One-hundred and sixty years ago, on August 24, 1853, George Crum, the son of an African American father and Native American (Huron) mother, was working as the chef at an elegant resort, the Moon Lake Lodge at the south end of the lake in Saratoga Springs, New York, when he inadvertently invented the potato chip.
The resort’s restaurant menu included French-fried potatoes, prepared by Crum in the thick-cut, standard style popularized in France in the 1700s and enjoyed by Thomas Jefferson, the ambassador to that country, who brought the recipe home and served them to his guests at Monticello, where the dish was popular.
One dinner guest at the Moon Lake Lodge found Crum's French fries too thick and soft for his taste and rejected them. Crum cut and fried a thinner batch, but these met with disapproval as well. Crum decided to teach the patron a lesson by making French fries too thin, crisp, and crunchy to eat with a fork.
The plan backfired. The guest was highly satisfied with the paper-thin, browned potatoes, and other diners requested Crum's potato chips, which soon appeared on the menu as Saratoga Chips, a house specialty. In time, they were packaged and sold, first locally, and then throughout New England.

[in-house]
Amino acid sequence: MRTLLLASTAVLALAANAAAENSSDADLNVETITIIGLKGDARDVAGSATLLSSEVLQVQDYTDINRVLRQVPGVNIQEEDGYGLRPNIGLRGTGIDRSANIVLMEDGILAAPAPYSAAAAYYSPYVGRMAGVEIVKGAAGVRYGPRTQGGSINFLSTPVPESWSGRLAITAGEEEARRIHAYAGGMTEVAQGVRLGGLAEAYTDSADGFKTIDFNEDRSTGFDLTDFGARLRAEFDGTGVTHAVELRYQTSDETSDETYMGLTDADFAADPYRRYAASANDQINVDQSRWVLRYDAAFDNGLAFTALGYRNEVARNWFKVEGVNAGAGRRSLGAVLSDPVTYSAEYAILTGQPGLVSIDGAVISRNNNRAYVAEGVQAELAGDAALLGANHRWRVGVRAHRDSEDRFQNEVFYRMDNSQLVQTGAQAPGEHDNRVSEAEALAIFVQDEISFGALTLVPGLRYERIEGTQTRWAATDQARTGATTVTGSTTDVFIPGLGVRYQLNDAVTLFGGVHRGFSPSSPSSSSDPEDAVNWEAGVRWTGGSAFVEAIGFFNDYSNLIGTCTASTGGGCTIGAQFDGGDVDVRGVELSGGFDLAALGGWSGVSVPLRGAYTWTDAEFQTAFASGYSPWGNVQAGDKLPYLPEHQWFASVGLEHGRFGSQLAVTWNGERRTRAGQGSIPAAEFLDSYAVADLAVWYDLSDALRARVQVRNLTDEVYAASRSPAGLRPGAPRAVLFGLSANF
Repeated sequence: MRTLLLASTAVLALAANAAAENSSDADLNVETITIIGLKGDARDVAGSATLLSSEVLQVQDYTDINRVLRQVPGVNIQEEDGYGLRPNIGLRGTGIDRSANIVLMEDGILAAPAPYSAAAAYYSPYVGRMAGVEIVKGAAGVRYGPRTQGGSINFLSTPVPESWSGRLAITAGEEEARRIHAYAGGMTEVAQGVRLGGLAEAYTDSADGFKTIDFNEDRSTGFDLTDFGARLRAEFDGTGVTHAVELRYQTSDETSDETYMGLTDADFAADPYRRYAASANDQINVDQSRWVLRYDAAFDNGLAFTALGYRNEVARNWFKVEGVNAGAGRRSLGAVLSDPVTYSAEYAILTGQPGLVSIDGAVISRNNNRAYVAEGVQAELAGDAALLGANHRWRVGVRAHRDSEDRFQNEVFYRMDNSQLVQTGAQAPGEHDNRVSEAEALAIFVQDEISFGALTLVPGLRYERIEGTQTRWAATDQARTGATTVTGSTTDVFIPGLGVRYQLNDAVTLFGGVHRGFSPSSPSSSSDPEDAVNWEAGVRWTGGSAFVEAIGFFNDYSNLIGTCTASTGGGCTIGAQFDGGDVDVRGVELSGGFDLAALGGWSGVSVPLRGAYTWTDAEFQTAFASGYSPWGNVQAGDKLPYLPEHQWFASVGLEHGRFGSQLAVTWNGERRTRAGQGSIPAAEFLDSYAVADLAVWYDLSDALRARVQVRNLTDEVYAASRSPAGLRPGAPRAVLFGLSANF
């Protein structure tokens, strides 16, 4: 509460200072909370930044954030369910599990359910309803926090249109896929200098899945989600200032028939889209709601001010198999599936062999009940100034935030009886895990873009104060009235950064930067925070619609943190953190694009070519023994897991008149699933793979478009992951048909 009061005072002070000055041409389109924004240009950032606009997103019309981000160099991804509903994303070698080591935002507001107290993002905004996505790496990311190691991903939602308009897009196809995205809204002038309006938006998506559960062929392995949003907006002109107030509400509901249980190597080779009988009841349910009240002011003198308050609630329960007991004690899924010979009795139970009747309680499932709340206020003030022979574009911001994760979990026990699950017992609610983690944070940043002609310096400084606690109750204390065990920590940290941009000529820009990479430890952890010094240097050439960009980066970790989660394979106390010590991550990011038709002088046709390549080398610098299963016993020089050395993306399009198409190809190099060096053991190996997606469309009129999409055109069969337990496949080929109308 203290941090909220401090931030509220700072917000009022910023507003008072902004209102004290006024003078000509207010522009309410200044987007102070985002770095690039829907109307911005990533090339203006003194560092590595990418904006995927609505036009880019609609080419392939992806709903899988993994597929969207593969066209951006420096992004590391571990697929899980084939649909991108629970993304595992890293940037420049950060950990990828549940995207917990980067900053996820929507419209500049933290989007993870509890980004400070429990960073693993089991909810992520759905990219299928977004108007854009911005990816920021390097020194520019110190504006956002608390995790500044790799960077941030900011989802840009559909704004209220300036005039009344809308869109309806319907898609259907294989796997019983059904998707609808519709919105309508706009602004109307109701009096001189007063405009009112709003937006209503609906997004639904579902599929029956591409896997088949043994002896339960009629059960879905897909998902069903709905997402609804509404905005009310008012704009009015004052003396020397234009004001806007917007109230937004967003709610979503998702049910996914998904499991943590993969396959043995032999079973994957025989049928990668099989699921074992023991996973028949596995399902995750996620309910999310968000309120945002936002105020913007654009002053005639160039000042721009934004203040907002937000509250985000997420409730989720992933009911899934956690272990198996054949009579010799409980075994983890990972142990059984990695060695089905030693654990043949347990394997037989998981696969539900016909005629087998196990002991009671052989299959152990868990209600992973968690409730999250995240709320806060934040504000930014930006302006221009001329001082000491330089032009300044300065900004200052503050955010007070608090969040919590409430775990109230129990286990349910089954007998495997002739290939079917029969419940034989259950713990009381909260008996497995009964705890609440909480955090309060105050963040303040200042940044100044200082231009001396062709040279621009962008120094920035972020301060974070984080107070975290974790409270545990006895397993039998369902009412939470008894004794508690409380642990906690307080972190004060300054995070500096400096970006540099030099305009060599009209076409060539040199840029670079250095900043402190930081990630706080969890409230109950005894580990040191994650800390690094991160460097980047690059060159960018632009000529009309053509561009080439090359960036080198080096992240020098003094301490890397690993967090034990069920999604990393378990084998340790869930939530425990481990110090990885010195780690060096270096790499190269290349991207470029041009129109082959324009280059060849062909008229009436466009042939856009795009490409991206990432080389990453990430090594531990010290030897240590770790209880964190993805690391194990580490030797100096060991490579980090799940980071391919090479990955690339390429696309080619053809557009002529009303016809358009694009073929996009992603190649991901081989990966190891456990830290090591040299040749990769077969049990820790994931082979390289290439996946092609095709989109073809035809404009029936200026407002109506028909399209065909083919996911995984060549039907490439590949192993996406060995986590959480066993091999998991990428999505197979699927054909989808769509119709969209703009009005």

According to urban legend, the hard-to-please customer at the Moon Lake Lodge in Saratoga Springs was the railroad magnate Cornelius Vanderbilt. He was a regular patron of the resort, but not likely the one who ordered the famous snack.
In 1860, Crum, a native of Saratoga Lake who was born in 1822, opened a restaurant, Crumbs House, that had a basket of potato chips on every table. Although he never patented his invention or tried to widely distribute his potato chips, the new snack was sold in bags.
Potato chips did not gain widespread popularity until a Mrs. Scudder began mass-producing and packaging them in wax paper bags in 1926, and Herman Lay began making Lay's potato chips, the first successfully marketed national brand. Crum, who closed his restaurant in 1890, died on July 22, 1914, at the age of 92.